Today sees the launch of Citadel House in Stroud, providing a safe space for homeless people, where dogs are welcome too.


Faced with the stark choice of giving up a beloved pet to qualify for accommodation, many will opt to take their chances on the streets rather than say goodbye to their canine companion. 90% of homelessness professionals surveyed experienced barriers for clients accessing homelessness services because they had a dog.

“Within the Stroud area, there are significant numbers of people awaiting one-bedroom accommodation. GCH is committed to providing high quality housing for people who find themselves without a permanent home. Our experienced homeless team will work in partnership with Stroud District Council and other local support networks including the Salvation Army next door. This specialist support will provide not only a temporary safe haven for those people at risk of rough sleeping, but a route into permanent housing.” 

The property was purchased by Gloucester City Homes (GCH) with a grant from Stroud District Council. It will offer temporary homeless accommodation for up to eight customers while they find more permanent homes.

“We made funding available for this project because a key activity of our Council Plan is to prioritise the prevention of homelessness, including working with partners to develop specialist housing and support. Being able to keep a much-loved dog plays a big part in helping people cope and deal with their difficulties, with the right support. I am really pleased to see partners working together on this project which complements the extensive work we do to tackle homelessness in the district.”

Citadel House has been endorsed by  Dogs Trust as part of its Welcoming Dogs scheme. The scheme supports homelessness services to become dog-friendly by creating and implementing bespoke pet policies. By joining the scheme, accommodation providers are able to help keep more people and their pets together.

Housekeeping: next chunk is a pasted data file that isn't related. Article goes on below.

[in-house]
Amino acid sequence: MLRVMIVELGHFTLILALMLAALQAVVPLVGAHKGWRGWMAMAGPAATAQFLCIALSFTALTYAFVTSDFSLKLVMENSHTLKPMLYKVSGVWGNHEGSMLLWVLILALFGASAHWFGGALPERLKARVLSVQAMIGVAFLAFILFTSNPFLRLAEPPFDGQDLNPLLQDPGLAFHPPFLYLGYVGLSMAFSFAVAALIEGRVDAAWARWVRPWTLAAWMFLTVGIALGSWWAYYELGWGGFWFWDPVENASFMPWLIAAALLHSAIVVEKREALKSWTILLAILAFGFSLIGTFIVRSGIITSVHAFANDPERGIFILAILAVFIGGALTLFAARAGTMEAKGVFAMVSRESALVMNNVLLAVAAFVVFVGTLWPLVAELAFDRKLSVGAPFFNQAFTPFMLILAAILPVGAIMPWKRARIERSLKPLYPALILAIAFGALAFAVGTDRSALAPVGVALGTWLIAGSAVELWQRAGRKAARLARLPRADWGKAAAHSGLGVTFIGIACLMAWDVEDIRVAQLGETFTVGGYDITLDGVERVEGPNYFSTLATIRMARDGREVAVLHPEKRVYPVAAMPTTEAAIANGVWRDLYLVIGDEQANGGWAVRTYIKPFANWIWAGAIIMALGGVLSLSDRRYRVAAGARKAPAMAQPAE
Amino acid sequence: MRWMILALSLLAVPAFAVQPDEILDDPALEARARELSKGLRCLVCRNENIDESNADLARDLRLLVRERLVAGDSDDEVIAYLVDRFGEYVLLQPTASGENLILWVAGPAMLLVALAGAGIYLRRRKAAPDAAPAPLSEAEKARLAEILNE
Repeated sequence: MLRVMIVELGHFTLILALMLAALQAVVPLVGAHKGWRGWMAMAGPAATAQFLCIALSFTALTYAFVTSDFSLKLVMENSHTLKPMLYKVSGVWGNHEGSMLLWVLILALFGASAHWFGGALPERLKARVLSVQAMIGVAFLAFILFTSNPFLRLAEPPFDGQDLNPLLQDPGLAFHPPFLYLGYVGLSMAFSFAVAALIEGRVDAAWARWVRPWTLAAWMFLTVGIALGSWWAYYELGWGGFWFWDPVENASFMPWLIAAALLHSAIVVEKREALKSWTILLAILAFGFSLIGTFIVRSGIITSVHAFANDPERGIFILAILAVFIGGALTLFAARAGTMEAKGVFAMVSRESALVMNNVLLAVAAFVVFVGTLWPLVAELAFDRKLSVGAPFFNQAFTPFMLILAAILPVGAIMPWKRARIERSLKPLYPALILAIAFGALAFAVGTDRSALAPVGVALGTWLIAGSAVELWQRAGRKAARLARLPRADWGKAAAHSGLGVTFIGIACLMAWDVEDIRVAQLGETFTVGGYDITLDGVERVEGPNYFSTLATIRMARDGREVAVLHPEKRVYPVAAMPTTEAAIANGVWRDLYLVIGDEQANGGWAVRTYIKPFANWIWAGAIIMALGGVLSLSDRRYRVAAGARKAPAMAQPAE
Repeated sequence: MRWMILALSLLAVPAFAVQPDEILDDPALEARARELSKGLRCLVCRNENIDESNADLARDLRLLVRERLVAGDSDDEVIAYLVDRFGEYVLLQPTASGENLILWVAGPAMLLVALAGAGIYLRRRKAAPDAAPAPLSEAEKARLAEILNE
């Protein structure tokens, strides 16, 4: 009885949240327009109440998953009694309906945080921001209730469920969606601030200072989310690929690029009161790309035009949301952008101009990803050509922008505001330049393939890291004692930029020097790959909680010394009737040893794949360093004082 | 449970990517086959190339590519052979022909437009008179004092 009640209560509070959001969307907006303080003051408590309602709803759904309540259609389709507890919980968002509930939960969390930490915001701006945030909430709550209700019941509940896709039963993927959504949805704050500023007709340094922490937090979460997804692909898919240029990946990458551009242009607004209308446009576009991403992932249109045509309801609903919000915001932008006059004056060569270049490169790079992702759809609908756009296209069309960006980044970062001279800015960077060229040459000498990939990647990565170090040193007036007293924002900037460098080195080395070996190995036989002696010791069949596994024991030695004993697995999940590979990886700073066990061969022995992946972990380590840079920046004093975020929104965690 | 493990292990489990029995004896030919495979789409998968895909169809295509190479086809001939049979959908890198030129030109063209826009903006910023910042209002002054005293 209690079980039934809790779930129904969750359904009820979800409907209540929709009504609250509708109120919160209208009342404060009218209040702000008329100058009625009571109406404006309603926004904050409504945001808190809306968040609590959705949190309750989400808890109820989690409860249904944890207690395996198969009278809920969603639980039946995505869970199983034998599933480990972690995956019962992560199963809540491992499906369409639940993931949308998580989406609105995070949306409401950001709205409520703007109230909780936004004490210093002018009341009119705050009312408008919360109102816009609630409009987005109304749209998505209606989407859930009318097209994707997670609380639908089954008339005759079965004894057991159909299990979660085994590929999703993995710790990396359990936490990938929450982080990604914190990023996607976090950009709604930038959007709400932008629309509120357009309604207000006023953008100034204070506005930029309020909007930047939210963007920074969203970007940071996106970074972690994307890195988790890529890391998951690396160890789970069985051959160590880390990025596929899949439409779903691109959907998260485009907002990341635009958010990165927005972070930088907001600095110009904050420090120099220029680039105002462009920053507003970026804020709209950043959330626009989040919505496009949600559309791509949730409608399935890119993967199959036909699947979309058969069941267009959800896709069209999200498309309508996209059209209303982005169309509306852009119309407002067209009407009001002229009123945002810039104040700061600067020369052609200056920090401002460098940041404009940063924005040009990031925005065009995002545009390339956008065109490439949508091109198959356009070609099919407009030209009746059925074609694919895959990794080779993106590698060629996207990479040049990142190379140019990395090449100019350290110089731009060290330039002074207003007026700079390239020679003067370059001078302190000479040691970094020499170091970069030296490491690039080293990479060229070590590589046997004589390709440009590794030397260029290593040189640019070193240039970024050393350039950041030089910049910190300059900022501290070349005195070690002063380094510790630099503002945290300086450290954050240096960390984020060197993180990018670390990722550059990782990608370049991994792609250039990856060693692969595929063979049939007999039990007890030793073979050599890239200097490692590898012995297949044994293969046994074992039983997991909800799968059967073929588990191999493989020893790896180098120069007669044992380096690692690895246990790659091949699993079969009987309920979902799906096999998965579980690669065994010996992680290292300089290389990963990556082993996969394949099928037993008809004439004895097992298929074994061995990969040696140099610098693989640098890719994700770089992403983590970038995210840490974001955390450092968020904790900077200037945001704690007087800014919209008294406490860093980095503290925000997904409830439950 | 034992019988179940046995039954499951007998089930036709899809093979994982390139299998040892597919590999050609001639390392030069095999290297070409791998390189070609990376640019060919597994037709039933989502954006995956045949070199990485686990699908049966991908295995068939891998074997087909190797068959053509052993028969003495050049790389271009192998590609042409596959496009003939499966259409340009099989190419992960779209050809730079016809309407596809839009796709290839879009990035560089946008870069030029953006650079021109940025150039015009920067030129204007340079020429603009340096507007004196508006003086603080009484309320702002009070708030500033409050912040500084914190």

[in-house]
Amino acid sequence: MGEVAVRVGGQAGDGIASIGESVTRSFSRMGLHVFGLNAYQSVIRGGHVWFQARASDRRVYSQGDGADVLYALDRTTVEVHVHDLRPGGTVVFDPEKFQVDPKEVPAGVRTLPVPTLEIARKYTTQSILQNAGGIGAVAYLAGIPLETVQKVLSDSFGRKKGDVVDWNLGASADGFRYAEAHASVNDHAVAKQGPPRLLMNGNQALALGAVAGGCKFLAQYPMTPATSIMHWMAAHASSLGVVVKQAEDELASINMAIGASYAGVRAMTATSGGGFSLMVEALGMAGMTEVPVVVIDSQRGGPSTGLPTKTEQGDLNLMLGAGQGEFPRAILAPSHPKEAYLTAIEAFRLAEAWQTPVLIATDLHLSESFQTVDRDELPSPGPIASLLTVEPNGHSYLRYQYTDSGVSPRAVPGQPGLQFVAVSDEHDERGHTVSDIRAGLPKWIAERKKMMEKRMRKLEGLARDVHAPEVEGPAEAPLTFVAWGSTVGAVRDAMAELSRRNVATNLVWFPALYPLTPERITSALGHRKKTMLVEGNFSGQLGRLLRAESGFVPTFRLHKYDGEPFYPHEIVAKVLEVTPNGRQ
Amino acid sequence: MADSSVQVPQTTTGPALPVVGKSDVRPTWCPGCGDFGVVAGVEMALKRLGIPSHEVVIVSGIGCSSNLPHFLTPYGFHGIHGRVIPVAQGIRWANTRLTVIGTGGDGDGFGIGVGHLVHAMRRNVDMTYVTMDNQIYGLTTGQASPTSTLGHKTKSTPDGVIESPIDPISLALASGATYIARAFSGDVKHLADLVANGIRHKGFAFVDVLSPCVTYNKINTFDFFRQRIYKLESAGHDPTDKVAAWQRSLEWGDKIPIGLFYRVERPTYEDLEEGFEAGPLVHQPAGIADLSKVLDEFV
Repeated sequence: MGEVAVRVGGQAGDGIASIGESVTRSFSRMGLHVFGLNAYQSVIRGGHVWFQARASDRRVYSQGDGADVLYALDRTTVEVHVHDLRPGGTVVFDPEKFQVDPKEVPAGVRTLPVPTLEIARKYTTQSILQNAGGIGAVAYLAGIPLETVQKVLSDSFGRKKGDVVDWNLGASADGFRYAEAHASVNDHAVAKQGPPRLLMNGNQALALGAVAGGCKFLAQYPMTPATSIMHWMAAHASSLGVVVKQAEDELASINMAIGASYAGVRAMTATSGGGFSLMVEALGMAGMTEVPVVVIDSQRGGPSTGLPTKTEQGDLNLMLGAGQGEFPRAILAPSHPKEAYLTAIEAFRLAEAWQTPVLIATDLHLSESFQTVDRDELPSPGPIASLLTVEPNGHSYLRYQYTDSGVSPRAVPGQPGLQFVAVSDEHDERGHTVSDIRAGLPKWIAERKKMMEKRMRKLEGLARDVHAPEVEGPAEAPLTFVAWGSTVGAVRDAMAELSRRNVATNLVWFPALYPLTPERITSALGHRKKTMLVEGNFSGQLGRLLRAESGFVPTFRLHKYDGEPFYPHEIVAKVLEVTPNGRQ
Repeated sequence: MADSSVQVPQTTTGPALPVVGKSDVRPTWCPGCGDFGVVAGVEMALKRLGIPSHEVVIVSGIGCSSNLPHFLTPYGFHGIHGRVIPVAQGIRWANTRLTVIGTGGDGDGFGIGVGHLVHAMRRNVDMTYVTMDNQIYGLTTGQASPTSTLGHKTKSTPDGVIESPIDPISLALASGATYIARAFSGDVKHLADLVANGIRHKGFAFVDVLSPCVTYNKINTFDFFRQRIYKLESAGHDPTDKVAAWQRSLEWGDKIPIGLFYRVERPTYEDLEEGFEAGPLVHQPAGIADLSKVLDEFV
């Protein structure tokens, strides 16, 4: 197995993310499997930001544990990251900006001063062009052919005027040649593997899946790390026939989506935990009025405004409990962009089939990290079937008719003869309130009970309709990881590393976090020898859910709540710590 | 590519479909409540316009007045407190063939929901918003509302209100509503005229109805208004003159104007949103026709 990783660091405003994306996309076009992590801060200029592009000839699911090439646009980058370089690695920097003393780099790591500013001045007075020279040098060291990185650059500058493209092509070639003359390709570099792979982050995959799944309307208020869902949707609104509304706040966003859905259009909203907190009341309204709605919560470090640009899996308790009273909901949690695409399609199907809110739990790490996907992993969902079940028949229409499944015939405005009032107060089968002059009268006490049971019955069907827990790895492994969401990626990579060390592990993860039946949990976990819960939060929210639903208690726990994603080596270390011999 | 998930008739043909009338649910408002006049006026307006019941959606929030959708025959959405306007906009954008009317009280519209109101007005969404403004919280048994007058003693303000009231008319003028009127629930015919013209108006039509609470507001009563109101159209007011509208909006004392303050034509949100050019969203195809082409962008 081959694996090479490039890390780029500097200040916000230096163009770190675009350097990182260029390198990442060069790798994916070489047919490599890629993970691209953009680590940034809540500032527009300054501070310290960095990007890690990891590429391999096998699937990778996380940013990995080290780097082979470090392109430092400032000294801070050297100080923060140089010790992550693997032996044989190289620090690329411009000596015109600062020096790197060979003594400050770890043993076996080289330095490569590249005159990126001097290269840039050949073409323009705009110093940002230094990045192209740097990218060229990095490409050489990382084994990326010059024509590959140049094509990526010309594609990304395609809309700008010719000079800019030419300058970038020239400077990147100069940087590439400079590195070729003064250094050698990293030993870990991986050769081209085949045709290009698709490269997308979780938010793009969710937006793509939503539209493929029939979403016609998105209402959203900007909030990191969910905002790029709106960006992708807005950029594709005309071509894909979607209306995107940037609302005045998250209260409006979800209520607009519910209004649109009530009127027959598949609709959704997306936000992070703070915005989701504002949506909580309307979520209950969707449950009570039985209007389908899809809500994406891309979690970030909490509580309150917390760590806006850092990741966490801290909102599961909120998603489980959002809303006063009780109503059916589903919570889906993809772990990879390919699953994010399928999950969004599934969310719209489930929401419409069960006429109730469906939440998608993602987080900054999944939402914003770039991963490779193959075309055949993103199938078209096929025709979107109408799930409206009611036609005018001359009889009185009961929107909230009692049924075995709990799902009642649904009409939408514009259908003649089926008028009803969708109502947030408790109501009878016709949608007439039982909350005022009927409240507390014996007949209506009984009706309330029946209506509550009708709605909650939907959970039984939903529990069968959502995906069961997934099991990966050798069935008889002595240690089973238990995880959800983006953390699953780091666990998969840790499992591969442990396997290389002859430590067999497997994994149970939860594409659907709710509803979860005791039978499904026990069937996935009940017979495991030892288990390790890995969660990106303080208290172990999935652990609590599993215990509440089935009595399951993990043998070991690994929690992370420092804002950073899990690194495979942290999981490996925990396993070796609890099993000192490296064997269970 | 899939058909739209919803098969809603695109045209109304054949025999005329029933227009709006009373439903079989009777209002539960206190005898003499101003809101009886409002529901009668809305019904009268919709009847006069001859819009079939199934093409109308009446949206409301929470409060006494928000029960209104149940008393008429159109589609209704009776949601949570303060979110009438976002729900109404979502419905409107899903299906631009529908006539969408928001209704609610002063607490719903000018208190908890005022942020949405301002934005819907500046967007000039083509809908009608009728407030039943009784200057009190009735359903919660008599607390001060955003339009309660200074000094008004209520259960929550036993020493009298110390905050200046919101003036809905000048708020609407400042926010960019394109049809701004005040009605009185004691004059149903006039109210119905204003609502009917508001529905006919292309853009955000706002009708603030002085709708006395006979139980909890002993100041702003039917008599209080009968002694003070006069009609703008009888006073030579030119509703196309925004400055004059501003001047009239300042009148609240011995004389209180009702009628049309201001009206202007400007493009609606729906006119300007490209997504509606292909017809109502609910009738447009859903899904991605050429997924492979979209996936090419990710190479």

“For most dog owners, being separated from their dog is no different from being separated from a family member. Many dog owners experiencing homelessness are forced to make the heart-breaking decision to give up their beloved pets just so they can have somewhere safe and secure to sleep. “We don’t think anyone should have to choose between a bed or their faithful friend, and we work with many housing providers, including Gloucester City Homes, to successfully offer dog-friendly accommodation. “It’s incredibly important that pet-friendly housing is available at every step of someone’s housing pathway, and we’re keen to work with as many homelessness services as possible so that we can help keep people and their pets together.”

Citadel House dates from 1797 and was formerly the Salvation Army minister’s residence. In recent years the building has only been used occasionally for community activities. The refurbishment was undertaken by Lane Britton Jenkins.